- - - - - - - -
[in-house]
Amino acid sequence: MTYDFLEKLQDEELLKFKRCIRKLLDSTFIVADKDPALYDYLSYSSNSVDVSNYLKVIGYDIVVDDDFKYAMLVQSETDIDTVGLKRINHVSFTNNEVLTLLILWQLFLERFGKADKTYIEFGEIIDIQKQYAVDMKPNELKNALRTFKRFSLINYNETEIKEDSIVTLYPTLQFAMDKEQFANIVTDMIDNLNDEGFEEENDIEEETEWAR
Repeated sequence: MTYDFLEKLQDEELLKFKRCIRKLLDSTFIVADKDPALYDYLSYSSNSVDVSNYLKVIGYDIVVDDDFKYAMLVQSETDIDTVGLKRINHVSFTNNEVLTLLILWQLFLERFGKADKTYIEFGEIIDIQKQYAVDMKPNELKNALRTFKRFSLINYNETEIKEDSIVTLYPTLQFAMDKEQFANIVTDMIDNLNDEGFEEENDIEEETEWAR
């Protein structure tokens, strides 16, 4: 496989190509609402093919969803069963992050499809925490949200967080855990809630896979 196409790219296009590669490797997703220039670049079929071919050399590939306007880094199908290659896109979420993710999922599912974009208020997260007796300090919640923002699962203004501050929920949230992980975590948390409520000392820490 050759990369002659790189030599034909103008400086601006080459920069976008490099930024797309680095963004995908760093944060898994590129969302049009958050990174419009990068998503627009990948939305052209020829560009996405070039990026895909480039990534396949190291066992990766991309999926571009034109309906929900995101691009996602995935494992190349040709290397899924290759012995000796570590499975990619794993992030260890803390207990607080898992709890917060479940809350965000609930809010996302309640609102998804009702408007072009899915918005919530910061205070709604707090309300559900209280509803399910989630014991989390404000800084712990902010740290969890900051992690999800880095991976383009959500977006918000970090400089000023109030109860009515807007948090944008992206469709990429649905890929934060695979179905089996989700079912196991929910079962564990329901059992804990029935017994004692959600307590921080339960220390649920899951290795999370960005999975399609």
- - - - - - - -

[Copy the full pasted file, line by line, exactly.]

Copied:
[in-house]
Amino acid sequence: MTYDFLEKLQDEELLKFKRCIRKLLDSTFIVADKDPALYDYLSYSSNSVDVSNYLKVIGYDIVVDDDFKYAMLVQSETDIDTVGLKRINHVSFTNNEVLTLLILWQLFLERFGKADKTYIEFGEIIDIQKQYAVDMKPNELKNALRTFKRFSLINYNETEIKEDSIVTLYPTLQFAMDKEQFANIVTDMIDNLNDEGFEEENDIEEETEWAR
Repeated sequence: MTYDFLEKLQDEELLKFKRCIRKLLDSTFIVADKDPALYDYLSYSSNSVDVSNYLKVIGYDIVVDDDFKYAMLVQSETDIDTVGLKRINHVSFTNNEVLTLLILWQLFLERFGKADKTYIEFGEIIDIQKQYAVDMKPNELKNALRTFKRFSLINYNETEIKEDSIVTLYPTLQFAMDKEQFANIVTDMIDNLNDEGFEEENDIEEETEWAR
């Protein structure tokens, strides 16, 4: 496989190509609402093919969803069963992050499809925490949200967080855990809630896979 196409790219296009590669490797997703220039670049079929071919050399590939306007880094199908290659896109979420993710999922599912974009208020997260007796300090919640923002699962203004501050929920949230992980975590948390409520000392820490 050759990369002659790189030599034909103008400086601006080459920069976008490099930024797309680095963004995908760093944060898994590129969302049009958050990174419009990068998503627009990948939305052209020829560009996405070039990026895909480039990534396949190291066992990766991309999926571009034109309906929900995101691009996602995935494992190349040709290397899924290759012995000796570590499975990619794993992030260890803390207990607080898992709890917060479940809350965000609930809010996302309640609102998804009702408007072009899915918005919530910061205070709604707090309300559900209280509803399910989630014991989390404000800084712990902010740290969890900051992690999800880095991976383009959500977006918000970090400089000023109030109860009515807007948090944008992206469709990429649905890929934060695979179905089996989700079912196991929910079962564990329901059992804990029935017994004692959600307590921080339960220390649920899951290795999370960005999975399609």